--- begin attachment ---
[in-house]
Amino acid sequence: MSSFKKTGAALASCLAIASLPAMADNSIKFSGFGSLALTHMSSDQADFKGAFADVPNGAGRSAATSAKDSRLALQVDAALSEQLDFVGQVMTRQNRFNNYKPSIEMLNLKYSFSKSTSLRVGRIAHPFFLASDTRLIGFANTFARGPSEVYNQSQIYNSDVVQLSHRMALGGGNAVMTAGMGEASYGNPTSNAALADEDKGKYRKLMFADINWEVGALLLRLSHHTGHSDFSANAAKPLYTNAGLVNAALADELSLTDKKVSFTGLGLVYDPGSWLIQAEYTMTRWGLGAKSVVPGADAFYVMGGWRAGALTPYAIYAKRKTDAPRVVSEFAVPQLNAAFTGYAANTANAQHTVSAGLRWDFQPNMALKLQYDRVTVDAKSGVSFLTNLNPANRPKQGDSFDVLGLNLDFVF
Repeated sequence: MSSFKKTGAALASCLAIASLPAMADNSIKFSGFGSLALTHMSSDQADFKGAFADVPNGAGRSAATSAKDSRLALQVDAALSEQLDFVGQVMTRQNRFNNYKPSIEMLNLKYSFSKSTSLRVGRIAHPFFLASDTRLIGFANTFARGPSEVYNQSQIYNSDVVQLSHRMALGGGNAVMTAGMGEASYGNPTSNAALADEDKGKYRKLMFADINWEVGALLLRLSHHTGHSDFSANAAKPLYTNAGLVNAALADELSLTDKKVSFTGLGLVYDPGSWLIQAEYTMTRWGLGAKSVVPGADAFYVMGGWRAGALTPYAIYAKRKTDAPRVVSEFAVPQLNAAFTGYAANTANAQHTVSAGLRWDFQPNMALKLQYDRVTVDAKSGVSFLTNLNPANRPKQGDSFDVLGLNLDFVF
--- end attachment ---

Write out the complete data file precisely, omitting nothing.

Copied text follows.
[in-house]
Amino acid sequence: MSSFKKTGAALASCLAIASLPAMADNSIKFSGFGSLALTHMSSDQADFKGAFADVPNGAGRSAATSAKDSRLALQVDAALSEQLDFVGQVMTRQNRFNNYKPSIEMLNLKYSFSKSTSLRVGRIAHPFFLASDTRLIGFANTFARGPSEVYNQSQIYNSDVVQLSHRMALGGGNAVMTAGMGEASYGNPTSNAALADEDKGKYRKLMFADINWEVGALLLRLSHHTGHSDFSANAAKPLYTNAGLVNAALADELSLTDKKVSFTGLGLVYDPGSWLIQAEYTMTRWGLGAKSVVPGADAFYVMGGWRAGALTPYAIYAKRKTDAPRVVSEFAVPQLNAAFTGYAANTANAQHTVSAGLRWDFQPNMALKLQYDRVTVDAKSGVSFLTNLNPANRPKQGDSFDVLGLNLDFVF
Repeated sequence: MSSFKKTGAALASCLAIASLPAMADNSIKFSGFGSLALTHMSSDQADFKGAFADVPNGAGRSAATSAKDSRLALQVDAALSEQLDFVGQVMTRQNRFNNYKPSIEMLNLKYSFSKSTSLRVGRIAHPFFLASDTRLIGFANTFARGPSEVYNQSQIYNSDVVQLSHRMALGGGNAVMTAGMGEASYGNPTSNAALADEDKGKYRKLMFADINWEVGALLLRLSHHTGHSDFSANAAKPLYTNAGLVNAALADELSLTDKKVSFTGLGLVYDPGSWLIQAEYTMTRWGLGAKSVVPGADAFYVMGGWRAGALTPYAIYAKRKTDAPRVVSEFAVPQLNAAFTGYAANTANAQHTVSAGLRWDFQPNMALKLQYDRVTVDAKSGVSFLTNLNPANRPKQGDSFDVLGLNLDFVF